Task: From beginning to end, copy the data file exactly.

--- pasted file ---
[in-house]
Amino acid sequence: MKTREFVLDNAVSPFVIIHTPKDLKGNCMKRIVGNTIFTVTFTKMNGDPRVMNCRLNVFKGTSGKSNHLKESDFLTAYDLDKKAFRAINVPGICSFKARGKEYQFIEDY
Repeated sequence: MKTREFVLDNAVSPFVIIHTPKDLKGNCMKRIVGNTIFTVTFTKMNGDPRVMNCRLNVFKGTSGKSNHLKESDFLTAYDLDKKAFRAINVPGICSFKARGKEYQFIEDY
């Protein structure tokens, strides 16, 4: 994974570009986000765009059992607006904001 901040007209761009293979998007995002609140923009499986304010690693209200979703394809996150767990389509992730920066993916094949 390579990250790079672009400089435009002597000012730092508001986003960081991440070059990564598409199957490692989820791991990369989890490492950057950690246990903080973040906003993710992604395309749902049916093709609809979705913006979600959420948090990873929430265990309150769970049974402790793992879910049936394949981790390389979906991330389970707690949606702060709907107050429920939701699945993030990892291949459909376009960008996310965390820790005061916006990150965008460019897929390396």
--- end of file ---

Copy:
[in-house]
Amino acid sequence: MKTREFVLDNAVSPFVIIHTPKDLKGNCMKRIVGNTIFTVTFTKMNGDPRVMNCRLNVFKGTSGKSNHLKESDFLTAYDLDKKAFRAINVPGICSFKARGKEYQFIEDY
Repeated sequence: MKTREFVLDNAVSPFVIIHTPKDLKGNCMKRIVGNTIFTVTFTKMNGDPRVMNCRLNVFKGTSGKSNHLKESDFLTAYDLDKKAFRAINVPGICSFKARGKEYQFIEDY
């Protein structure tokens, strides 16, 4: 994974570009986000765009059992607006904001 901040007209761009293979998007995002609140923009499986304010690693209200979703394809996150767990389509992730920066993916094949 390579990250790079672009400089435009002597000012730092508001986003960081991440070059990564598409199957490692989820791991990369989890490492950057950690246990903080973040906003993710992604395309749902049916093709609809979705913006979600959420948090990873929430265990309150769970049974402790793992879910049936394949981790390389979906991330389970707690949606702060709907107050429920939701699945993030990892291949459909376009960008996310965390820790005061916006990150965008460019897929390396």